May 3 2016 05:52 PM

Emotions ignite closing show of San Diego Rep’s 40th season closer

Paige Lindsey White (left) and Jennifer Paredes in Rapture, Blister Burn
Photo by Daren Scott

Rapture, Blister Burn, the closing show of San Diego Rep's 40th season, is a schizophrenic marathon of a play (written by Gina Gionfriddo) that zigzags between feminist manifesto and soap opera of the identity crisis ilk. Its core figure, Catherine (Paige Lindsey White), is a committed academic and a knockout regular on the lecture and book circuits. But hers is a life without personal attachments, save her elderly (and of course, spunky) mother (Susan Denaker) who's recovering after a heart attack. When Catherine reunites with her mommyitis-afflicted ex-college roomie Gwen (Sandy Campbell), the comparing of lives begins, as does an inexplicable contest between the two women to claim Gwen's schlubby hubby, Don (Shawn Law). Also on the scene is smack-talking, wise-beyond-her years Avery (Jennifer Paredes), who joins Gwen in Catherine's pedantic feminist theory class.

Act One tends toward the preachy, saving most of the emotional sturm und drang for Act Two. While the cast is a capable one—Campbell, whose character is the most believable, stands out—Gionfriddo's script is excessive, and the integrity of the Catherine protagonist gets sold out.

Rapture, Blister Burn runs through May 15 at the San Diego Repertory Theatre, downtown. $33-$66.

Happened to overhear some guy during intermission of Lamb's Players Theatre's world-premiere Dinner with Marlene, a new play by local Anne-Charlotte Hanes Harvey: "I thought this was going to be more about Marlene Dietrich," he said, sounding confused. Dinner with Marlene is about Marlene Dietrich, but it's not a sexy Hollywood tell-all. It's playwright Harvey's stage realization of a story told to her by her father, who one night in October 1938 in Paris sat down to dinner with a group that included Dietrich, socialite Barbara Hutton and master violinist Fritz Kreisler. The undercurrent of the dinner chat turns intensely political, and the principled and heroic Dietrich (played vividly by Deborah Gilmour Smyth) emerges. It can be numbing watching eight people sitting at a table for two hours, but the last half-hour is your reward for doing so.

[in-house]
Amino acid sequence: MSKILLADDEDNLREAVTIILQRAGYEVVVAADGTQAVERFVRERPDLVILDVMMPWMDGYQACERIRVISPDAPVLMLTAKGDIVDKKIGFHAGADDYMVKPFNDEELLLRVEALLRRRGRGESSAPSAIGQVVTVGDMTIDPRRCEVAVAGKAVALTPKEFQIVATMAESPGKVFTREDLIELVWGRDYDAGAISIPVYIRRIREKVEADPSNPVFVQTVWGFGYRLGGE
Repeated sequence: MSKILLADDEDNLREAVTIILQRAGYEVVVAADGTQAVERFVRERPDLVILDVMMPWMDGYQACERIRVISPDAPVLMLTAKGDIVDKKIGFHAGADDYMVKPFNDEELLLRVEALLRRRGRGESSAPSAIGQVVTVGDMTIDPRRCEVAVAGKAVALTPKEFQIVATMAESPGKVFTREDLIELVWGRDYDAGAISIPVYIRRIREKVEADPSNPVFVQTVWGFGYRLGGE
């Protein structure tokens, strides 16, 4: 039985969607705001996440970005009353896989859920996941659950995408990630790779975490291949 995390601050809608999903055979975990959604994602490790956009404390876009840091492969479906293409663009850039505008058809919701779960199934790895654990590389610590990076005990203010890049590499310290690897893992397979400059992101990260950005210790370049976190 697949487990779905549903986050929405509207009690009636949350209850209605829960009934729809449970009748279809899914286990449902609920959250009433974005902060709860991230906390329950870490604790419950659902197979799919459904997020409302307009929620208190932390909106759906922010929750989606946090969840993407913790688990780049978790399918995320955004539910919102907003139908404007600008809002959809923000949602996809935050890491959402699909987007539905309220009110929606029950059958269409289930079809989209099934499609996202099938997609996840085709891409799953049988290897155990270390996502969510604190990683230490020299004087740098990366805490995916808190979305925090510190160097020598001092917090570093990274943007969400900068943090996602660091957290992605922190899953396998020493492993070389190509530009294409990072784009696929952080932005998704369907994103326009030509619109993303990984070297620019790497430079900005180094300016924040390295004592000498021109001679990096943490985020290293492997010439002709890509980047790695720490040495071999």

Dinner with Marlene runs through May 29 at Lambís Players Theatre in Coronado. $24-$72;


The Boy Who Danced on Air: A new musical drama about the Afghani cultural practice of bacha bazi, where older men engage and often buy boys as young as nine-years-old to train them and “keep” them. It opens May 5 at the Diversionary Theatre in Hillcrest.

Bedside Manners: A lighthearted British farce about a regular guy who agrees to look after his sister’s seedy country hotel. It opens May 6 at PowPAC Community Theatre in Escondido.

Hollywood: Set in the ‘20s, this world premiere noir thriller is based on the true story of the unsolved murder of director William Desmond Taylor. Written by Joe DiPietro, it opens May 10 at the La Jolla Playhouse.